(Uses tiny chip to encrypt transmissions)  (650)

By Jim Fuller

USIA Science Writer

Washington -- President Clinton has announced a plan for use of a new

technology to scramble telephone and computer transmissions to protect

privacy while still allowing law enforcement agencies to intercept the

phone conversations of criminals.

A White House statement released April 16 said that the new initiative is

based on a state-of-the-art microcircuit called the "Clipper Chip"

developed by the U.S. Department of Commerce's National Institute of

Standards and Technology (NIST).

The chip can be installed in relatively inexpensive encryption devices that

can be attached to an ordinary telephone or computer to scramble

transmissions, preventing access by unauthorized eavesdroppers.  The new

encryption chip is more powerful and provides more security than many other

encryption products currently in use.

The new technology will be offered to private industry as part of a

voluntary program.  At the same time, the president has directed the

Secretary of Commerce to develop standards that will allow all federal

agencies to purchase and use the technology.


American Telephone and Telegraph has announced that it will incorporate the

new standard into its products.  A spokesman said that the Clipper Chip

would enable all commercially available AT&T voice encryption products to

be compatible with each other.

The White House statement said that, under the new plan, export licenses

will be granted on a case-by-case basis for U.S. companies that want to use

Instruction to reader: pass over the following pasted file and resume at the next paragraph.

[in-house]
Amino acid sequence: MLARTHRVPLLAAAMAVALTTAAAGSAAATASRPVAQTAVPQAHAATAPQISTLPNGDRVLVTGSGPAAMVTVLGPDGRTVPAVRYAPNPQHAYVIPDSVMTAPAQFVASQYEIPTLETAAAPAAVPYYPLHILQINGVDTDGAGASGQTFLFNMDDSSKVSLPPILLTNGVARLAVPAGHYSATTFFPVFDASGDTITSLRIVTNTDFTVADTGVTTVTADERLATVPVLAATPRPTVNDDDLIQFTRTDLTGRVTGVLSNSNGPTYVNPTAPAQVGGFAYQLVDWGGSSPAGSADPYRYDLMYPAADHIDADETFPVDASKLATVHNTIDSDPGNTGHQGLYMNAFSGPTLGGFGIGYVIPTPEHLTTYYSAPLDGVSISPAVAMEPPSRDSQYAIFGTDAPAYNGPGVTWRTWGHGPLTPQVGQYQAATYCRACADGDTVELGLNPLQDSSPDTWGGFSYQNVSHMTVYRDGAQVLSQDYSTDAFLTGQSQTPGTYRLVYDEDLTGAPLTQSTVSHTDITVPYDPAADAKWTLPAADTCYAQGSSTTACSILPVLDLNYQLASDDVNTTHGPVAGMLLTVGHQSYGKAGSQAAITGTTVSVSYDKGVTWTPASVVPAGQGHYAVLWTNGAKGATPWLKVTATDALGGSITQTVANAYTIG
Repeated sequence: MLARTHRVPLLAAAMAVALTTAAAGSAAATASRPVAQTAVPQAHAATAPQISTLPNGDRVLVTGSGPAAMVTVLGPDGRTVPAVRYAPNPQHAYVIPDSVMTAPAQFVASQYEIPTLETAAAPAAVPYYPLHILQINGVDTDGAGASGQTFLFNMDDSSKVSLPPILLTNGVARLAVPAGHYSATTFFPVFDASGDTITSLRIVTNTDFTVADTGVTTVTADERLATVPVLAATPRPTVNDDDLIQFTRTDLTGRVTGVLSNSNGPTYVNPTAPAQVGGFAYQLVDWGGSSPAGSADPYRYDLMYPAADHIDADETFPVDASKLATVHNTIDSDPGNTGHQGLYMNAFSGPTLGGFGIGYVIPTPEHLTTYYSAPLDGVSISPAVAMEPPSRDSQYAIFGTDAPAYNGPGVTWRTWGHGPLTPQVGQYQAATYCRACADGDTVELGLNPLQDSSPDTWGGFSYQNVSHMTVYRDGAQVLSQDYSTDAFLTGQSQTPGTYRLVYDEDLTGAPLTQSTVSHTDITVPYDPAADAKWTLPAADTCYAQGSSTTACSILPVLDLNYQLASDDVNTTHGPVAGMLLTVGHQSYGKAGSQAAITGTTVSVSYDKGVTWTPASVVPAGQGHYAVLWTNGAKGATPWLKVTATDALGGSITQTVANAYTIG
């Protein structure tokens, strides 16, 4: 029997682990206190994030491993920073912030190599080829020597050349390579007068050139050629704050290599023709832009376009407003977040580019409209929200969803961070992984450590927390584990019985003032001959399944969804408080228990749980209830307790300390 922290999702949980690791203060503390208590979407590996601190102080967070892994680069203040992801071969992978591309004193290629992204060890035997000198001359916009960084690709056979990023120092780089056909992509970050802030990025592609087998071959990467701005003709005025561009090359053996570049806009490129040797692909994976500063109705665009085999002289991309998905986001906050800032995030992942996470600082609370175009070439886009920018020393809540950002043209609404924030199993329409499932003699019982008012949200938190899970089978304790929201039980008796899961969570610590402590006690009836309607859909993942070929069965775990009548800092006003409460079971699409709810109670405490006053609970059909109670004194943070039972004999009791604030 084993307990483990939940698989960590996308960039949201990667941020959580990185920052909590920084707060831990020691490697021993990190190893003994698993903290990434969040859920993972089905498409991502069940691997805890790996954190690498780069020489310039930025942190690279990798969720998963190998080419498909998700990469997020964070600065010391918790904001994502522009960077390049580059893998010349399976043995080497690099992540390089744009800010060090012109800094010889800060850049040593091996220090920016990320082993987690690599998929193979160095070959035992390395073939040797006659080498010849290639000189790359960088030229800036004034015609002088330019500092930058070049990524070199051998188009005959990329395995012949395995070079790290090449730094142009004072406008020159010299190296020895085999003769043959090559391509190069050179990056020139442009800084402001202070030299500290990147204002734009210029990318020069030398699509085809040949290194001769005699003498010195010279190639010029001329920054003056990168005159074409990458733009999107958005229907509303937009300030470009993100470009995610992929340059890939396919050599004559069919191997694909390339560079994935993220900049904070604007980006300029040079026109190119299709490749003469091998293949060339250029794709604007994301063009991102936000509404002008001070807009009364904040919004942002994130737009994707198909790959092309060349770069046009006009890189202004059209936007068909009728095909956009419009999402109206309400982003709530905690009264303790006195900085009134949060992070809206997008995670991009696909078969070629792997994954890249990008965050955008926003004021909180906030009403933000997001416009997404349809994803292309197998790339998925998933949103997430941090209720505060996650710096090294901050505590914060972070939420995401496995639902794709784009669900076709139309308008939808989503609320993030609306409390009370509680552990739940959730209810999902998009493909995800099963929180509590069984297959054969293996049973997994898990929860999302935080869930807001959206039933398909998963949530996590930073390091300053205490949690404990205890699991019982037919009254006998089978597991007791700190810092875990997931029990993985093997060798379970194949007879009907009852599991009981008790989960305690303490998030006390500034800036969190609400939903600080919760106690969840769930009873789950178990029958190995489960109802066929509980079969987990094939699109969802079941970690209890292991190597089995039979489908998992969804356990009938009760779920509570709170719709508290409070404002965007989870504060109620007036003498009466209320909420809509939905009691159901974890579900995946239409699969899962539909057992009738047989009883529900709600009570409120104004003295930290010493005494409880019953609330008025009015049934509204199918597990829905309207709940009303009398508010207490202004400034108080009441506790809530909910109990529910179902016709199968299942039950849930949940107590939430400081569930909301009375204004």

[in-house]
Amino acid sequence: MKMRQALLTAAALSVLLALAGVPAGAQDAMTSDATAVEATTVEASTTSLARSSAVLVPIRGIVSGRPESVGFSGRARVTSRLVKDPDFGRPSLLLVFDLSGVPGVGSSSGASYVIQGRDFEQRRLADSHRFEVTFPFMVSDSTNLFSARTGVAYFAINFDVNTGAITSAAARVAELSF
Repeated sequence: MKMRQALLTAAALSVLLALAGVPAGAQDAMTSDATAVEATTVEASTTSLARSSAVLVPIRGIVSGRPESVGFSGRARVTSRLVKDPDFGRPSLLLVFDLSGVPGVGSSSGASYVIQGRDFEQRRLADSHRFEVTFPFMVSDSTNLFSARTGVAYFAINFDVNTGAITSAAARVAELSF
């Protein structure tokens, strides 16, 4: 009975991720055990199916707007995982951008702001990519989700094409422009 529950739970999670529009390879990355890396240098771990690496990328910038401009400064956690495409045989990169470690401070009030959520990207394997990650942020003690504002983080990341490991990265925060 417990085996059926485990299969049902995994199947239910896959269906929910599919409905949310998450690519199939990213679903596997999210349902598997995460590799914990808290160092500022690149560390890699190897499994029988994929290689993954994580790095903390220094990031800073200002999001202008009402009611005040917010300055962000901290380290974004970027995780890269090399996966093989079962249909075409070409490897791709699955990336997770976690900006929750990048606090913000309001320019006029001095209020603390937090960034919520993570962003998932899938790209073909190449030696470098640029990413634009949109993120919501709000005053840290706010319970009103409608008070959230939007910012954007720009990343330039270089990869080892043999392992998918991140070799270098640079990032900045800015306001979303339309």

the devices to secure their communications abroad.

"The Clipper Chip is designed to protect U.S. business communications

against economic espionage, and will be used by government agencies to

protect sensitive information, including defense and intelligence-related

information," said Raymond Kammer, acting director of NIST.  "It can also

be used to protect the privacy of personal phone conversations."

At the same time, he said, the technology preserves the ability of law

enforcement agencies to lawfully intercept the phone conversations of

criminals, terrorists or drug dealers.

According to Kammer, the current problem is that several different

encryption devices are in use to protect business communications from

eavesdroppers.  But these systems also foil traditional means of

wiretapping used by law enforcement agencies.  It thus becomes more

difficult for these agencies to track down criminals or others who can use

these encryption devices.

Under the proposed new system, each device containing the Clipper Chip would

have two unique numbers, or "keys," needed by authorized government

agencies to decode the transmissions.  Manufacturers of the devices would

send the two numbers for each unit to a data base that would be established

by the U.S. Attorney General.

Only properly authorized government officials would get access to the keys.

The administration emphasized that authorities would never use the new

invention to wiretap without a proper court order.

"The Clipper Chip technology provides law enforcement with no new

authorities to access the content of the private conversations of

Americans," the White House statement said.

The Clipper Chip is currently being manufactured by only one company,

Mykotronx of Torrance, California.  However, it is expected that other

firms will be licensed to manufacture the chip in the future.

To demonstrate the effectiveness of the new chips, the White House said the

Attorney General will soon purchase several thousand of the devices.  In

addition, experts from outside the government will be offered access to the

confidential details of the chip's encryption algorithm to assess its

capabilities and report their findings.

The president has also ordered the Commerce Department to conduct a broad

review that will address the need to use voice or data encryption for

business purposes, the possibility of permitting increased exports of

encryption technology, and the ability of government officials to access

phone calls and data under existing legal authority.  The review is

expected to result in a new comprehensive policy on encryption.